On a point of order. May I, with very great respect to you, Mr. Speaker, point out that again I have the first Question to the Chancellor of the Exchequer on today's Order Paper and that for three weeks in succession Questions to the Chancellor have not been reached? Could I respectfully ask you whether the Chancellor's Questions could not take their turn with those of other Ministers, so that they could appear at the beginning of the Order Paper and some Questions could be put to him in future?
The Chancellor's Questions have always been after No. 45, directly after the Prime Minister and the Lord President of the Council. If necessary, and if we find that this flood of supplementary questions is always going on so that we never get beyond No. 45 when we ought normally to do 60 or 70 Questions, we may have to look at the position. I will bear the matter in mind; that is all I can say.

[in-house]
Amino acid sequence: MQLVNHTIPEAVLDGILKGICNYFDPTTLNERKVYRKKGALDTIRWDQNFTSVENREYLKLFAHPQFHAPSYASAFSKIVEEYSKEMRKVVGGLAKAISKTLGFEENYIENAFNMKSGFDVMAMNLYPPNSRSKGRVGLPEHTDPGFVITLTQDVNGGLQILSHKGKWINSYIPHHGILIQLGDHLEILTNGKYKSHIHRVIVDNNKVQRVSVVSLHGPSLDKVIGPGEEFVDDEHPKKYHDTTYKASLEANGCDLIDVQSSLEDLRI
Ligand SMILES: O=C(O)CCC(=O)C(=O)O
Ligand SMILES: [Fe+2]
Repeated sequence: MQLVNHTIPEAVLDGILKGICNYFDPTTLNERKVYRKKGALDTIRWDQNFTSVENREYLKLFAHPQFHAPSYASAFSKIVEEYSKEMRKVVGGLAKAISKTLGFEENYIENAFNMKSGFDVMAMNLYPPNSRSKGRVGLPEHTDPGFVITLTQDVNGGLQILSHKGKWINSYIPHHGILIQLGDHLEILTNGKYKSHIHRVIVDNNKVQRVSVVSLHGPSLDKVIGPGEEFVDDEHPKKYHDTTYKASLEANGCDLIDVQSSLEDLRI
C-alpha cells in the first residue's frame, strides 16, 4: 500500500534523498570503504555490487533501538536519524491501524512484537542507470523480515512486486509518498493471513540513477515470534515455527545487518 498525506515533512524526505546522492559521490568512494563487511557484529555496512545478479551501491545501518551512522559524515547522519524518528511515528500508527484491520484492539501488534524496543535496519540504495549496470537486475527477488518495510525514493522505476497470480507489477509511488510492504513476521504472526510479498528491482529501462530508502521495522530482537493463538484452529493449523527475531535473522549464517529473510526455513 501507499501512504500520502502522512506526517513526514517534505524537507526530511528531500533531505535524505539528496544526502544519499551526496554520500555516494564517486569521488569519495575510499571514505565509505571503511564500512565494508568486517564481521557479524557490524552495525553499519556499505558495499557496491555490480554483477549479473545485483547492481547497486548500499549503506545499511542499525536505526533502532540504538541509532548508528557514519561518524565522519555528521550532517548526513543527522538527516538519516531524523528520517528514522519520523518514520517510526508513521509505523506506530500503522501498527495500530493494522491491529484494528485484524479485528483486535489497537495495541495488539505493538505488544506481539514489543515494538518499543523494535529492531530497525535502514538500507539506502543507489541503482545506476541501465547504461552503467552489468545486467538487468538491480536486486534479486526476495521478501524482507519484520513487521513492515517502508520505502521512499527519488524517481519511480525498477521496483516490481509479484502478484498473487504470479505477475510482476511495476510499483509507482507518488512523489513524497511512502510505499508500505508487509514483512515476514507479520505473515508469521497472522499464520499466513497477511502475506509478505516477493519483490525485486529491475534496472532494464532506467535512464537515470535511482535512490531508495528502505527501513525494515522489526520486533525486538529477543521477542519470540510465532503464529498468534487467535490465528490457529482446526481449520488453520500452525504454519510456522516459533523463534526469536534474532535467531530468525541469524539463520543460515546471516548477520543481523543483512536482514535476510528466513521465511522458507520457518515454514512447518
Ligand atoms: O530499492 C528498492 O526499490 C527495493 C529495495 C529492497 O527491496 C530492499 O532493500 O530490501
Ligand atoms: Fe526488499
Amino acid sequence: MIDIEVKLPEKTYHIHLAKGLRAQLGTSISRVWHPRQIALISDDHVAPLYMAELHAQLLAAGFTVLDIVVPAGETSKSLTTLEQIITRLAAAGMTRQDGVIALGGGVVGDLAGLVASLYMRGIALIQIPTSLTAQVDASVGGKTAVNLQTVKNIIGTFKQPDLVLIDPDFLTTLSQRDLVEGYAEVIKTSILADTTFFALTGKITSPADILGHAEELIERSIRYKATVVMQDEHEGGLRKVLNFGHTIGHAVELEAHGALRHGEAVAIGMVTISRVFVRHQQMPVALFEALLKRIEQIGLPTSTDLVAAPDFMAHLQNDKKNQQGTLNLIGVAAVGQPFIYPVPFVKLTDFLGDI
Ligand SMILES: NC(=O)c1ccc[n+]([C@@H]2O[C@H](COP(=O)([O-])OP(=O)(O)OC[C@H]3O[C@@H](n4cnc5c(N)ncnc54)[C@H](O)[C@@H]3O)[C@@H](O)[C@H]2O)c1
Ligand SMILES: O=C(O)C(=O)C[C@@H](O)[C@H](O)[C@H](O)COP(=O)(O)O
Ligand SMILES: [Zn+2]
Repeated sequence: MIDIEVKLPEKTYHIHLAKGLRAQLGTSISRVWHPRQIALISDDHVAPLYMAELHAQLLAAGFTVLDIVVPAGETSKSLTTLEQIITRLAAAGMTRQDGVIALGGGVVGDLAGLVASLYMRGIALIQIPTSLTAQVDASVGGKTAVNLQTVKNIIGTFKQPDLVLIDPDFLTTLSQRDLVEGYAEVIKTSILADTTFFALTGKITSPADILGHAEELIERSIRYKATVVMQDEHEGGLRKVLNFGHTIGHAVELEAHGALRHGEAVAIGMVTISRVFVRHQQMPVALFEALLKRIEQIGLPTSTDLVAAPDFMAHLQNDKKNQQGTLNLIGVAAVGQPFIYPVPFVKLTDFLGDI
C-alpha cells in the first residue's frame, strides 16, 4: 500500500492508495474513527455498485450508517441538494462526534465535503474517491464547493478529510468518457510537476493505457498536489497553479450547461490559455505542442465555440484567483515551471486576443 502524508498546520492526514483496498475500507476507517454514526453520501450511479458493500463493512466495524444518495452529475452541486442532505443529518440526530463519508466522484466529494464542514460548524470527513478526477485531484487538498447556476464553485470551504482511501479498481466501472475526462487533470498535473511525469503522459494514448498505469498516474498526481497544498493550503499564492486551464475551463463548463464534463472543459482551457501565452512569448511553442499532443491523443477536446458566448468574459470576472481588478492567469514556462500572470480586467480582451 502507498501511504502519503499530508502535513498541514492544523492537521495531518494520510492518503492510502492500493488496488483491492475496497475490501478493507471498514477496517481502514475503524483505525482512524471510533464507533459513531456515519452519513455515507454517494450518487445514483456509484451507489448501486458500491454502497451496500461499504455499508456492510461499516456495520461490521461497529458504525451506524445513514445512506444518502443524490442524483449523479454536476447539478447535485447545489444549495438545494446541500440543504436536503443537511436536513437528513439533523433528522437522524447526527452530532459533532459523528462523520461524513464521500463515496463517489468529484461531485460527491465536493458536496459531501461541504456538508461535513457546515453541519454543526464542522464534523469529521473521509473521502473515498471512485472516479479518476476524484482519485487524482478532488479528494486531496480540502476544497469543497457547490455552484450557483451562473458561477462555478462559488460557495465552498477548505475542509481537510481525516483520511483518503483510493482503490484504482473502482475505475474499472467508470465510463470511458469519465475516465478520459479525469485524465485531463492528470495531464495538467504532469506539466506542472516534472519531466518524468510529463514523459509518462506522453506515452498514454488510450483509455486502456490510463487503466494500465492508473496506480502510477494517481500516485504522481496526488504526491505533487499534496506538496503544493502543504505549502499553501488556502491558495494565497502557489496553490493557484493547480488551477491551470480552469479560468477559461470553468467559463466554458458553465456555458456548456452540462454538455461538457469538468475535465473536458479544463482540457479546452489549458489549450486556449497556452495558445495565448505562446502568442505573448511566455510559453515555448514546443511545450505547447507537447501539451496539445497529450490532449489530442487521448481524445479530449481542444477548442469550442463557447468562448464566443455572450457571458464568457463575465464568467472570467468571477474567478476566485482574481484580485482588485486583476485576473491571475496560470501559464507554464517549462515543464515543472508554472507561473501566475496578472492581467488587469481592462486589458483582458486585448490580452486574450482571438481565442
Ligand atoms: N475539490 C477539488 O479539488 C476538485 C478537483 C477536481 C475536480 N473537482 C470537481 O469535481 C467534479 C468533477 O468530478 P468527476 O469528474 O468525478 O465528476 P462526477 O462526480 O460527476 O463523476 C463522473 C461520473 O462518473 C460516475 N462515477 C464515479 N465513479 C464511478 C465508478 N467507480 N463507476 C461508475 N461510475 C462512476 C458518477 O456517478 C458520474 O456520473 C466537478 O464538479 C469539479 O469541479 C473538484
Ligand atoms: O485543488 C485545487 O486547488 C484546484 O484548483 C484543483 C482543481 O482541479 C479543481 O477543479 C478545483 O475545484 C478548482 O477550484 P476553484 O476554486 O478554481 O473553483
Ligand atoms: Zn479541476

Further to that point of order. I should like to point out, Sir, that the same thing is happening with regard to the Foreign Secretary's Questions. Only one was reached last week and none was reached the week before that. I wonder whether it would be possible to re-organise the Ministers' list of Questions so that, on some occasions, the Foreign Secretary comes first.
The Foreign Secretary answers Questions on two days a week, at different periods, I think. Sometimes he is rather late and at other times he is first. I think that is correct, but I cannot bear all these matters in my mind. The Foreign Secretary gets a fair chance, on the whole.
Would you consider the possibility, Sir, of bringing the Prime Minister's Questions forward at a certain time, say three o'clock, instead of in a numbered place?
That would be an innovation; it is certainly a suggestion which I will bear in mind.